Typically, this makes SFTP faster than other file transfer protocols, because less data is changing hands. Packets are easier to process and require fewer CPU resources than text-based protocols with large strings that take more time to decrypt.  
  • Security
    SFTP enables data security, encryption, and public key authentication to protect data in transit.  
  • A single open port required
    SFTP is less risky than FTPS, because it only requires a single open port to send and receive initial authentication information, commands, and file transfers from another server.

Disadvantages of SFTP

While SFTP has many advantages, it has disadvantages, including the following.

  • Compatibility issues
    Because SFTP standards are optional and recommended rather than mandatory, software compatibility issues can arise. 
  • Challenges with SSH keys
    The SSH keys used with SFTP are not easy to manage and validate.
  • Complexity
    Although SFTP is manageable, the process of creating and setting up an SFTP client is more complicated than creating an FTP client.
  • Inability to log communication
    Because SFTP communication is binary, it cannot be logged.
  • Private key storage
    SFTP requires that private keys be stored on the device users want to transfer files from, which means that this device should also be protected. This can require more IT support time.

The Difference Between SFTP vs. FTP

Transfer securityFTP does not offer a secure channel to transfer files between hostsSFTP offers a secure channel for transferring files between the host
EncryptionFTP is accessible anonymously, and in most cases, it is not encryptedSFTP encrypts the data before sending it to another host
Architecture usedClient-serverSSH
ProtocolFTP is TCP/IP protocolSFTP protocol is a part of the SSH protocol 
Number of channels used21
Transfer methodDirect transferTunneling
Inbound PortAllow inbound connection on port 21Allows incoming connections on port 22
Outbound PortAllows outbound connection to port 21Allows outbound connections to port 22

How to Use SFTP to Securely Transfer Files with a Remote Server?

With SFTP, there are two ways in which files can be transferred using SFTP:

  • Using WinSCP, an SFTP client for Microsoft Windows that allows users to copy files between a local computer and remote servers
  • Using SFTP client software that uses the SFTP protocol to transfer files securely to and from a remote computer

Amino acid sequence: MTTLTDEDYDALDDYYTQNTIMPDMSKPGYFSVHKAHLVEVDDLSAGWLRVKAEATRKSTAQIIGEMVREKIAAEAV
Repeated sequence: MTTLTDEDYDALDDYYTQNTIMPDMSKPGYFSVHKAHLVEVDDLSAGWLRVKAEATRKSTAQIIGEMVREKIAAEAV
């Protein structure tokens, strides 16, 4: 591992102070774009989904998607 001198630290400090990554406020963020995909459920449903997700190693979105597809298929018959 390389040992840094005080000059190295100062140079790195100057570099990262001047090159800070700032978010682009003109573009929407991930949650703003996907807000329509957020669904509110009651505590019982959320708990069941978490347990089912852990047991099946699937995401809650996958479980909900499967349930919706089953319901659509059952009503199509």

Common SFTP commands for securely transferring files with a remote server and other tasks are:

  • sftp> put
    Upload a file
  • sftp> get
    Download a file
  • sftp> cd
    Change the active directory path
  • sftp> pwd
    Display the remote working directory
  • sftp> Icd
    Change the local system’s directory path
  • sftp> lpwd
    Display the local working directory
  • sftp> ls
    Display contents of the remote working directory
  • sftp> lls
    Display content of the local working directory
  • sftp> lmkdir
    Create a local directory
  • sftp> lumask
    Change the umask value
  • sftp> rename
    Rename a file on the remote host
  • sftp> rm
    Delete a file on the remote host

Why Secure Online File Sharing Solutions vs. SFTP?

Relying on SFTP alone is acceptable for some file transfer use cases, but sensitive file transactions require additional enterprise-grade protection, control, and visibility. While SFTP is often the preferred file transfer protocol for IT admins, secure online file sharing solutions take the functionality of SFTP further.

Secure online file sharing solutions provide file transfer automation, reporting, compliance support, and security that goes beyond SFTP. Secure online file sharing solutions provide the security features necessary to meet enterprise requirements for performance and security as well as for compliance with regulations and other governance policies.

Egnyte has experts ready to answer your questions. For more than a decade, Egnyte has helped more than 16,000 customers with millions of customers worldwide.

Last Updated: 25th April, 2023